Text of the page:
A turf war was inevitable. On the face of it, it looked like one Brown could win. Brown’s force of personality and Wilson’s shared belief in planning meant that, early on, Brown won the arguments. However, the Treasury are not used to being bested in such matters. That the DEA failed was, in hindsight, always the likely outcome, given the balance of power: a newly minted department was up against the one used to wielding the purse strings and, with that, power.
Circumstance, and politics, also helped the Treasury. For all their good intentions, prime ministers’ attentions are easily diverted abroad. Like most, Wilson’s leadership on economic policy proved fitful, and often broad-brushed. Furthermore, Wilson could never be accused of not engaging in the political game. To be fair, the Wilson of the ‘sixties had many virtues: he had to. His cabinet was full of large egos, factional rivalries and ideological divisions. No ego was larger than Brown’s. Brown had expected to win the leadership in 1963, and still believed he should have done. Wilson knew that. As Brown grew frustrated, he became more disputatious and difficult to work with (something not helped by his legendary penchant for the booze). If Wilson had never trusted Brown, his mistrust grew as the arguments between Brown and Callaghan ground on.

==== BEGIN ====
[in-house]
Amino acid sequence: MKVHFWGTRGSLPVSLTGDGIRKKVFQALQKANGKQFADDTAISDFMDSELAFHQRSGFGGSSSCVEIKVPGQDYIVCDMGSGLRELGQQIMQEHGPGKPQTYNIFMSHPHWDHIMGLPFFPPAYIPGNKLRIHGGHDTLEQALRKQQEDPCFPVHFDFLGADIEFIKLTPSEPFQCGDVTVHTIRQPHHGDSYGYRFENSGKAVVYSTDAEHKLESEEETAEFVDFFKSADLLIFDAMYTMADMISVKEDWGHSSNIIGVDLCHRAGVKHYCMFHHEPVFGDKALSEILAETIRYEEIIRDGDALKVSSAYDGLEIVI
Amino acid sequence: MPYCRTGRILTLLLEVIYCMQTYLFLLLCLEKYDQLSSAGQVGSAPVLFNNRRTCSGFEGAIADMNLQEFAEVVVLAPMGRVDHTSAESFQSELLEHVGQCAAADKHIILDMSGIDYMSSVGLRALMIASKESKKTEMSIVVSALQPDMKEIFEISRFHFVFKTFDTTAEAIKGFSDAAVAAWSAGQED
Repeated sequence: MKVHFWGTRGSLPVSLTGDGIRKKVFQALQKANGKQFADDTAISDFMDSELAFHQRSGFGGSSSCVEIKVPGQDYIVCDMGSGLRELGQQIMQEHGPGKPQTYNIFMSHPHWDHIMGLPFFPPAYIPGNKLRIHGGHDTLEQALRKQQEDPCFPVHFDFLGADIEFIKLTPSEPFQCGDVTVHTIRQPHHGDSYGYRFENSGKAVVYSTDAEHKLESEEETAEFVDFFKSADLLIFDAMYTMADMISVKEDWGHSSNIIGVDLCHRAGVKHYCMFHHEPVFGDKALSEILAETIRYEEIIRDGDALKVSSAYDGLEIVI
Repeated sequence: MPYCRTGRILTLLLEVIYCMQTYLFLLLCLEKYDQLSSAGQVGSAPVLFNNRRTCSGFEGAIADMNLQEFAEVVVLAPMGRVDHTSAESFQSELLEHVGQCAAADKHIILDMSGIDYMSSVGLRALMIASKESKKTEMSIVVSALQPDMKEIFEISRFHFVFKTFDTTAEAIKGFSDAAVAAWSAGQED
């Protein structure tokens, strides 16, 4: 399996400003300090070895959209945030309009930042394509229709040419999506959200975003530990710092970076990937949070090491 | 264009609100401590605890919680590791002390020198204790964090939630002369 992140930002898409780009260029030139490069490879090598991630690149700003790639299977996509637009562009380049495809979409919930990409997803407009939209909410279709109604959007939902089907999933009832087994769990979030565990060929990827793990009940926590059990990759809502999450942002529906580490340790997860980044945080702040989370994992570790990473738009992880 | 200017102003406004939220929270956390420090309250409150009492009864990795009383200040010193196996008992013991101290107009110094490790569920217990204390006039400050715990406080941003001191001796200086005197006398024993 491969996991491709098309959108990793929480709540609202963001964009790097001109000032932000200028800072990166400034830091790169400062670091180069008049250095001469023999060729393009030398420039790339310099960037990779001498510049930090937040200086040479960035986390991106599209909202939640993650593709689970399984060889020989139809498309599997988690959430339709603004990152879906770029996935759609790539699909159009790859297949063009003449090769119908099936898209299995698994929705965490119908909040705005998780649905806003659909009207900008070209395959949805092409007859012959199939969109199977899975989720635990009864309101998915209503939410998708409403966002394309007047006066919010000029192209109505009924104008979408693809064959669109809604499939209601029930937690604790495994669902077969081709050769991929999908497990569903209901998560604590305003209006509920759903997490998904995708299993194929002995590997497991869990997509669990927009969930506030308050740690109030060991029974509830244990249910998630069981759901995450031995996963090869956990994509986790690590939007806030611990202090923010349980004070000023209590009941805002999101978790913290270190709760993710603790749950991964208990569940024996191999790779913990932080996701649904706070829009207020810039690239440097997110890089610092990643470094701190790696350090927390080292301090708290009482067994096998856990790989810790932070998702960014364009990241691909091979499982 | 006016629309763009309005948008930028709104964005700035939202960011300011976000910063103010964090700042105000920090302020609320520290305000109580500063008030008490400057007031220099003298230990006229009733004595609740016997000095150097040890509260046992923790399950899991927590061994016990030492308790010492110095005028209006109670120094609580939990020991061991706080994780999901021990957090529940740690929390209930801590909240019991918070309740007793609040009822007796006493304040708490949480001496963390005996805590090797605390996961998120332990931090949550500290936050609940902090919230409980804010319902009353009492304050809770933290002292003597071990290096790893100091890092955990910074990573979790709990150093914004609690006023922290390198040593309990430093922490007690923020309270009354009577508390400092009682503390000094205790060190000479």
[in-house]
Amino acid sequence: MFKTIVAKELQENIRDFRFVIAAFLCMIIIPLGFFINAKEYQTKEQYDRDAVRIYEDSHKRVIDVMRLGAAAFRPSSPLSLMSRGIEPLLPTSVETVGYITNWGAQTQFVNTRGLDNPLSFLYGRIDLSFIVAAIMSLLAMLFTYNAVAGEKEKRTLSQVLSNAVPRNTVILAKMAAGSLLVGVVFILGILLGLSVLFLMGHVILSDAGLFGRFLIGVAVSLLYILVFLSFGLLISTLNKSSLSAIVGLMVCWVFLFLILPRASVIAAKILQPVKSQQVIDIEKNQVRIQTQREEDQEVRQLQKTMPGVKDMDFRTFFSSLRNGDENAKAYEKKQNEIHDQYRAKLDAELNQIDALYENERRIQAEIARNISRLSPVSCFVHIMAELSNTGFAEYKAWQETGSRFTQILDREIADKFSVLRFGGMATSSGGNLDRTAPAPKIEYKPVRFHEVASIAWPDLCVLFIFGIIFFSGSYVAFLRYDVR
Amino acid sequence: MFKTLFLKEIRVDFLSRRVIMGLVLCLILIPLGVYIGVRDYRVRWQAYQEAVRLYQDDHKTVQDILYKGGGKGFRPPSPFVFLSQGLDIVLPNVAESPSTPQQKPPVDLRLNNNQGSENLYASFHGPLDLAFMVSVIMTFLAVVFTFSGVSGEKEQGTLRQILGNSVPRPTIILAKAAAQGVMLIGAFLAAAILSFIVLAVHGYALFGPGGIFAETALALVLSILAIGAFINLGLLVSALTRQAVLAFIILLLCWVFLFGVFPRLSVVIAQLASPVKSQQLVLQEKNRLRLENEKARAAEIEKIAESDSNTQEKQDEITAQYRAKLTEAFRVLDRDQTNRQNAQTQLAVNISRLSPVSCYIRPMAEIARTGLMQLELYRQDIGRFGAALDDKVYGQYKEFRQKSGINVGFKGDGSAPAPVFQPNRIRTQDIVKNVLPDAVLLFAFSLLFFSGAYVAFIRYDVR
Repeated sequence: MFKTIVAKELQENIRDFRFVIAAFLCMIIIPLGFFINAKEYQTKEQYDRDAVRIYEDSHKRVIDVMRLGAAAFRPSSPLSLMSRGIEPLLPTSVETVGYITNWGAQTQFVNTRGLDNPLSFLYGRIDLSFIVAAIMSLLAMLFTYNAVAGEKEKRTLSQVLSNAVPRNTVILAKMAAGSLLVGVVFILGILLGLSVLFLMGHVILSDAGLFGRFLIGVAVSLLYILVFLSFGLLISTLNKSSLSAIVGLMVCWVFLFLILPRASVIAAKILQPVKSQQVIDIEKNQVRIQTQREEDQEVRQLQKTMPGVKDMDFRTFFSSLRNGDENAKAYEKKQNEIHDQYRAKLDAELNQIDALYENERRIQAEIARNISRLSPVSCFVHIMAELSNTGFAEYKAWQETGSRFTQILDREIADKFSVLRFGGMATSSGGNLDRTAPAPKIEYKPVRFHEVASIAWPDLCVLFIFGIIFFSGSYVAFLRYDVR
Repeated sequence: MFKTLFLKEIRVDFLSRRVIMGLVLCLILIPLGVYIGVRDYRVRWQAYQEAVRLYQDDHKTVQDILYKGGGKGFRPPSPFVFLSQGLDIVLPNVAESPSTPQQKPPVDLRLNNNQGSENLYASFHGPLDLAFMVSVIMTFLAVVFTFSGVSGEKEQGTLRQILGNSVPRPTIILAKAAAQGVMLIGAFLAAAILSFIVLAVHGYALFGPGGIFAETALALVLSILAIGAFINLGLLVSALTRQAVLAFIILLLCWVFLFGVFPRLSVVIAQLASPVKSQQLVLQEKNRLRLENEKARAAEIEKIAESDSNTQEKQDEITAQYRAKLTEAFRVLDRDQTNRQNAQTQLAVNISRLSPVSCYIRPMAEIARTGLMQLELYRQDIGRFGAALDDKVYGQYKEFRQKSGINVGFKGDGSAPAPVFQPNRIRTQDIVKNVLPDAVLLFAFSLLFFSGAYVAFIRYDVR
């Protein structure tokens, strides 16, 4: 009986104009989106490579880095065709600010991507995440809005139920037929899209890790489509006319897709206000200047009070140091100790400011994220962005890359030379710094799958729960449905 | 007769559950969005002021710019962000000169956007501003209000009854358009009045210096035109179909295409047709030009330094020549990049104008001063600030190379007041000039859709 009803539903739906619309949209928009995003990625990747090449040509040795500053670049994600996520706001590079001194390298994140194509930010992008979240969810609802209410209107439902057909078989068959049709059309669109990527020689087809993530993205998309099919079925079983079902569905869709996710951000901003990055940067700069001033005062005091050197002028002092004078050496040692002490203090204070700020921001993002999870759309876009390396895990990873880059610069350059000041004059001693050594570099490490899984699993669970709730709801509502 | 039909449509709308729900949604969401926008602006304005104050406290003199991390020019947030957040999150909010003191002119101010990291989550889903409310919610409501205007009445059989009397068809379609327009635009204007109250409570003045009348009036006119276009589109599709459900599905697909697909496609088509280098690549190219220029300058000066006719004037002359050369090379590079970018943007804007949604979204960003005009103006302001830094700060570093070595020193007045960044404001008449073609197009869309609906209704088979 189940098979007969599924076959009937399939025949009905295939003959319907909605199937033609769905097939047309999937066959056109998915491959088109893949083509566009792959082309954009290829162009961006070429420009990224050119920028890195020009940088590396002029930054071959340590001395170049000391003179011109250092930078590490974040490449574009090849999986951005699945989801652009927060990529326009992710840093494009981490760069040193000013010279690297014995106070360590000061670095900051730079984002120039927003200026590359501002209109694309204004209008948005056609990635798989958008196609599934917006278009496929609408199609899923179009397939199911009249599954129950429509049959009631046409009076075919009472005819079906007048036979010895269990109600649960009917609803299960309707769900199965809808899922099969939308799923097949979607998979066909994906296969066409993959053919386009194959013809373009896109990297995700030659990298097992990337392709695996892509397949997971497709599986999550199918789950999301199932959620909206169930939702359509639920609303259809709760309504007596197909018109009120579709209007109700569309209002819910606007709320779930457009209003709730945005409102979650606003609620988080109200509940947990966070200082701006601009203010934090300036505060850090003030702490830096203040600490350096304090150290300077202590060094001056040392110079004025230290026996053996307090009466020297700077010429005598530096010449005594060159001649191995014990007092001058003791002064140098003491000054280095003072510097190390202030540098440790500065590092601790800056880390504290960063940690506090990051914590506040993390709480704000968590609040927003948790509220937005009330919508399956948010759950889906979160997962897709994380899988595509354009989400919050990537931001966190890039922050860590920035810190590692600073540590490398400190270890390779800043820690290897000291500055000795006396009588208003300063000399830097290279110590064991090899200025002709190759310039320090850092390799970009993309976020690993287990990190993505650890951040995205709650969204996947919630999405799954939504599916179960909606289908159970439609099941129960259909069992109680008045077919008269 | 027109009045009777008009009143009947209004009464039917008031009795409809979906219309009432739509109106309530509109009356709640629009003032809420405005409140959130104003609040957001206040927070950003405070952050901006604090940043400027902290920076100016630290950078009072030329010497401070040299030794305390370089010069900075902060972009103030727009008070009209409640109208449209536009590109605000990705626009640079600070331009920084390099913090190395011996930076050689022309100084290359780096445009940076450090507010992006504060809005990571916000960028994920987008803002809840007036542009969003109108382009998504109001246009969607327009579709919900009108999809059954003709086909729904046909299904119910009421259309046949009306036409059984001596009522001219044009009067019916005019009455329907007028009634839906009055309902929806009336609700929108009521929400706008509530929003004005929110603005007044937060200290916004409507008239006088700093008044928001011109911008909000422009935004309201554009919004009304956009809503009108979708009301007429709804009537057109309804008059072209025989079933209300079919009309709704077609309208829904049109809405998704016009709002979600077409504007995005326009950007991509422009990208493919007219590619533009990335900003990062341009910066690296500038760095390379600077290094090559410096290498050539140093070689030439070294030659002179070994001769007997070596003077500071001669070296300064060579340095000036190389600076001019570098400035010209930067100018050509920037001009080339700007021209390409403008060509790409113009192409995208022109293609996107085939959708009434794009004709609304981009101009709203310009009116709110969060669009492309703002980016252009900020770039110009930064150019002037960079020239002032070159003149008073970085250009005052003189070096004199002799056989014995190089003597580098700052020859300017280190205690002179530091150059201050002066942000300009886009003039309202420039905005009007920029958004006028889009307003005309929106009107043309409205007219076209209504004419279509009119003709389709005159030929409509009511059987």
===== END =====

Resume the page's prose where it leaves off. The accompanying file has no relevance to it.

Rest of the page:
The economic circumstances helped the Treasury in that turf war. Labour had inherited an incipient balance of payments crisis. That, and the attempt to defend sterling, would dominate Callaghan’s time at the Treasury. Nor would the pressure from Brown to inflate the economy to meet his growth targets help. The failure to tackle the fundamental problem meant that the balance of payments dominated economic policy, and that was very much to the Treasury’s advantage, especially when Wilson was looking to go to the country in 1966 and turn his tiny majority of four into something healthier (which he duly did). Not long after, Brown was moved to the Foreign Office. The DEA wasn’t dead yet, but it was on life support.
It was as much that constant air of crisis that did for Brown’s DEA as much as anything else. It almost did for Callaghan too. The Treasury mandarins like to frighten new chancellors: the arrival of a new boy is their best chance of knocking some fiscal sense into a government. They didn’t need to soup things up to frighten Callaghan. The projected balance of payments deficit inherited from Maudling was £800m. Thus, there was an immediate problem facing the triumvirate of Wilson, Brown and Callaghan. The government faced an acute dilemma. Some felt that the best option was devaluation, but they were the still relatively junior figures such as Crosland or Jenkins. The big three were against it.